From Jerripedia
Jump to: navigation, search


Historic Jersey buildings

Languedoc, St Clement


Index of all house profiles

If you own this property, have ancestors who lived here, or can provide any further information and photographs, please contact us through

Property name



Rue Laurens, St Clement

Type of property

19th century farmhouse


No recent transactions

Families associated with the property

By the time of the 1901 census, the farm was run by Pierre’s son, Walter Godfray Gruchy, aged 35. The household included Walter’s wife, Eliza Jane Dolbel, and their children, Walter John and Lilian, as well as two servants, Jeanne and Jean. When Walter died in the early 1900s, Eliza married John Edward Hocquard. His 1944 will shows that he had 27 shares in the Chicago Rock Island and Pacific Railway Company in America, which he intended to leave to his niece.

During the First World War, John and Walter John, continued farming at Languedoc. They were aided by farm hands, including teenager Peter Blandin. In 1917, Walter John, now aged 25, and 18-year-old Peter were both called up to serve in the armed forces. John Hocquard intervened on their behalf, citing the importance of both men to him as agricultural labourers. Walter John’s appeal was successful but Peter’s proved more difficult.

Peter Blandin's application for exemption from Army service

Papers relating to his appeals before the Military Service Tribunal include details supplied by both himself and John to support the application to postpone his military service.

Peter recalled being 'sent away from home' at the age of 12, after which time he began to earn a living as a farm hand. As a toddler, he lived with his widowed mother in Grouville. By the age of 13 he was a servant living with his uncle’s family, who farmed in St. Saviour. He argued that he was just as useful in his employment helping to raise food as in any other branch of the national service.

John, as Peter’s employer, provided evidence in support of the application. He told the Tribunal: 'I depend entirely on my stepson with the help of Blandin to cultivate the land'. The application was unsuccessful, leading to a second attempt by John to intercede on the younger man’s behalf. This time he provided further insight into the difficulties associated with farming at Languedoc.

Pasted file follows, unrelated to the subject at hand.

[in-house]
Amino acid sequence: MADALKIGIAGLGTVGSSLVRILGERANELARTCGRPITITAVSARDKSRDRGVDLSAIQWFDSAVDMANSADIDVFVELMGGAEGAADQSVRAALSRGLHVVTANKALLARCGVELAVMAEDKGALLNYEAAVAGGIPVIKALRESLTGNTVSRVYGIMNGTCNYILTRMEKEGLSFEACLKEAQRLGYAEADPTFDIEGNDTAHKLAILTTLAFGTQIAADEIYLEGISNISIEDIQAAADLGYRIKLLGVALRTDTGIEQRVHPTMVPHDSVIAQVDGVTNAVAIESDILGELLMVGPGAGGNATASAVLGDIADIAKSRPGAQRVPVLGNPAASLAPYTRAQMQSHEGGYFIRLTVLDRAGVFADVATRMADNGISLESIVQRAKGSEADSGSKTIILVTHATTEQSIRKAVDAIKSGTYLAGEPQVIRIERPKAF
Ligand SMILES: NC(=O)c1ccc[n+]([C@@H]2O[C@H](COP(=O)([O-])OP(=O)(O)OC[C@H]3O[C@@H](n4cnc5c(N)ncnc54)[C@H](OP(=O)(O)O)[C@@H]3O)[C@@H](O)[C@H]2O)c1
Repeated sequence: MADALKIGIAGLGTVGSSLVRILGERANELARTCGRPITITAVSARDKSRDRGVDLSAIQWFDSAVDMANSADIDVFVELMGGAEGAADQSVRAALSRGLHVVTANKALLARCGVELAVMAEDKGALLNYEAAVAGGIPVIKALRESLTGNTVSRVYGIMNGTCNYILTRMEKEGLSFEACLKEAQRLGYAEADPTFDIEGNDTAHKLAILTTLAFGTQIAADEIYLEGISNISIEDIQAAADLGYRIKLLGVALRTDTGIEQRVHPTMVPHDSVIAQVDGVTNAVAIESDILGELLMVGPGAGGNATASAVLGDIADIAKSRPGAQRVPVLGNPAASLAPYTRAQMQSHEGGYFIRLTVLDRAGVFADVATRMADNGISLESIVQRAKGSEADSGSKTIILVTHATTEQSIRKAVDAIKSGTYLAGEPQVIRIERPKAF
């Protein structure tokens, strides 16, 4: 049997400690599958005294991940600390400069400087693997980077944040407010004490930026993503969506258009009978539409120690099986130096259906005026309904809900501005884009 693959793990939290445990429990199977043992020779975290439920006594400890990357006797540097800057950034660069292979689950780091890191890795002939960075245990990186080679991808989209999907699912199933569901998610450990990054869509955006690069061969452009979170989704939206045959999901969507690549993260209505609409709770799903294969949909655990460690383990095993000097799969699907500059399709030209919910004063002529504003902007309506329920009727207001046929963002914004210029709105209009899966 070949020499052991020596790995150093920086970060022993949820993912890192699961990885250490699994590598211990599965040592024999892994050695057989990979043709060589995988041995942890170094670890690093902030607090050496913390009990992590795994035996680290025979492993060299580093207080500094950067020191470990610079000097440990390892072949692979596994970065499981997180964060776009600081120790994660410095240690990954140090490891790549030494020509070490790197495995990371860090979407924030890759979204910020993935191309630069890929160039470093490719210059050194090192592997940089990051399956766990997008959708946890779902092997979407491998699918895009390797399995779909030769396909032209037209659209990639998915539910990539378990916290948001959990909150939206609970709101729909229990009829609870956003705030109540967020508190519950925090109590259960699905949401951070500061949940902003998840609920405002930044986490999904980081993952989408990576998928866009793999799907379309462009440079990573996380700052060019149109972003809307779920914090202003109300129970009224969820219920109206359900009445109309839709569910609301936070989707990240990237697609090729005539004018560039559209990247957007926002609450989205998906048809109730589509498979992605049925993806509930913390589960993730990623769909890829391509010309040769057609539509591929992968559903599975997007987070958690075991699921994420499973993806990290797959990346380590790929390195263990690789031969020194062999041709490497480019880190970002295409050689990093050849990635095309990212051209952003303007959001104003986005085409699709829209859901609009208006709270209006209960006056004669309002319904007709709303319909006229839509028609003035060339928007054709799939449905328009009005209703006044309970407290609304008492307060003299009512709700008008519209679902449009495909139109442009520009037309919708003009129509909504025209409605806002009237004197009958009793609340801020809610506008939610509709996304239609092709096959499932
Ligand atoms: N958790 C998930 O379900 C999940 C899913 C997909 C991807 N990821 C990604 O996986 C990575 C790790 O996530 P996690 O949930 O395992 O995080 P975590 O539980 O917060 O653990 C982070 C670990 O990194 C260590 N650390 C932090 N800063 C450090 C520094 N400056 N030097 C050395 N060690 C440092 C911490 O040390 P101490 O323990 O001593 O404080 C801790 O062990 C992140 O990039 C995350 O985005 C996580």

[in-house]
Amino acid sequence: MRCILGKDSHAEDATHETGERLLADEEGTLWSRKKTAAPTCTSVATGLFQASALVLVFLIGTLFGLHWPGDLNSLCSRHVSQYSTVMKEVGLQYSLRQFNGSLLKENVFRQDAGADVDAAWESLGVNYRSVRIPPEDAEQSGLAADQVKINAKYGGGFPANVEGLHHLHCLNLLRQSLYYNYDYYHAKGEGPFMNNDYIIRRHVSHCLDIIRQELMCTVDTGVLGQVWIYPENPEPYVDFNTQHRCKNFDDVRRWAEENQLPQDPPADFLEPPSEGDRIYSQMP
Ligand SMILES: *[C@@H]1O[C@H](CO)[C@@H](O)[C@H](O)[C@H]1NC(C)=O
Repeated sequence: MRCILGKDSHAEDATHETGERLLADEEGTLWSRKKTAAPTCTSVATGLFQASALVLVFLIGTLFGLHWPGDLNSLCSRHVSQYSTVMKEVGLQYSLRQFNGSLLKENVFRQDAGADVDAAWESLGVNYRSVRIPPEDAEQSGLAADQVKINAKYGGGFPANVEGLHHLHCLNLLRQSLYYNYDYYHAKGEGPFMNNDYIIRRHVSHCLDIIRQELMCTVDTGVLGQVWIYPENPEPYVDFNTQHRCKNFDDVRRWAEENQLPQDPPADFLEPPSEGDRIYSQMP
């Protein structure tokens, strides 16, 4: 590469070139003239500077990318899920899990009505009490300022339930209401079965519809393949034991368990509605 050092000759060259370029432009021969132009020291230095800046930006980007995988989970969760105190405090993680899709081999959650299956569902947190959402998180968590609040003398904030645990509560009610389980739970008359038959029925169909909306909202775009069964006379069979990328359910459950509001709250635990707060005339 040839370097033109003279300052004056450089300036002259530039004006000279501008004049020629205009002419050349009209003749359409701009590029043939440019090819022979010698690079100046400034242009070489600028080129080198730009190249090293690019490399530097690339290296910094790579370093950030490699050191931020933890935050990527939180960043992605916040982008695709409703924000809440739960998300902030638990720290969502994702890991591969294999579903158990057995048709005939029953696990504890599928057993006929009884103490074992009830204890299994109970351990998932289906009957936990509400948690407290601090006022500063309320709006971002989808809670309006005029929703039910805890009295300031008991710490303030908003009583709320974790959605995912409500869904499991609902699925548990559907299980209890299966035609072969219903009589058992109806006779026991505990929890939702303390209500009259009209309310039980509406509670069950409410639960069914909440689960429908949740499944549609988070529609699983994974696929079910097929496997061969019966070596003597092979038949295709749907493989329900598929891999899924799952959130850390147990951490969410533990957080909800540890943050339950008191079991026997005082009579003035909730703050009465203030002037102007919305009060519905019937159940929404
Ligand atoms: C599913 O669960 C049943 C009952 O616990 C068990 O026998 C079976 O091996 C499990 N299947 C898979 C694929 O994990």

He explained that he cultivated 38 vergées land, but due to poor health 'for the last four years I have been unable to perform any arduous manual labour on the farm and have had to restrict my duties to supervising. As the holding is very difficult to work, I cannot possibly carry on my farming operations with less adult male labour than I now employ'.

Despite this, Peter’s exemption was refused and he served as a private in the Army until 1918. He returned to live in Jersey and remained in the Pontac area with his family.

Walter John’s exemption was extended until the end of 1917, and he died in St Clement in November 1918, at the age of 25 years and seven months. His cause of death, three days before the end of the First World War, was influenza pneumonia, not unlike others who died in the parish around the same time. His widow, Dorothy Ahier, had given birth to the couple’s son, a second Walter John, in June 1906. When he was baptised at St Clement’s Church, his godparents included his paternal step-grandfather, John, and his father’s sister, Lilian.

Lilian lived at Languedoc throughout the Second World War, along with her husband, Adolphus Blampied, and their children. While living there with his aunt in May 1940, and, echoing the acts of his father, Walter John junior applied for a postponement of military service. The application was completed in conjunction with Adolphus, himself a farmer. He said that Walter John was 'required for help on the farm, especially for tractor and lorry driving and help in care of potato and tomato crops'.

The arrival of the German occupying forces in July 1940 ensured that he remained in the island until May 1945. During this time he continued to farm and married his wife, Hazel May Renouf.


TF ♥ EM 1768 - For Thomas Filleul and Elizabeth Monamy [1]

Historic Environment Record entry

Listed building

Early 19th century farmhouse retaining historic character and some original features, with notable ashlar facade. The house emulates Georgian fashion but with a continuing local character.

Former associated farm buildings to rear converted to residential.

Notes and references

  1. The stone was originally from the door lintel at Runnymede, Samarès, and gives a false impression of the age of this property. Runnymede was demolished in 1986 and the stone was moved to the garage of Languedoc by the developer of both properties
Personal tools
other Channel Islands
contact and contributions

Please support Jerripedia with a donation to our hosting costs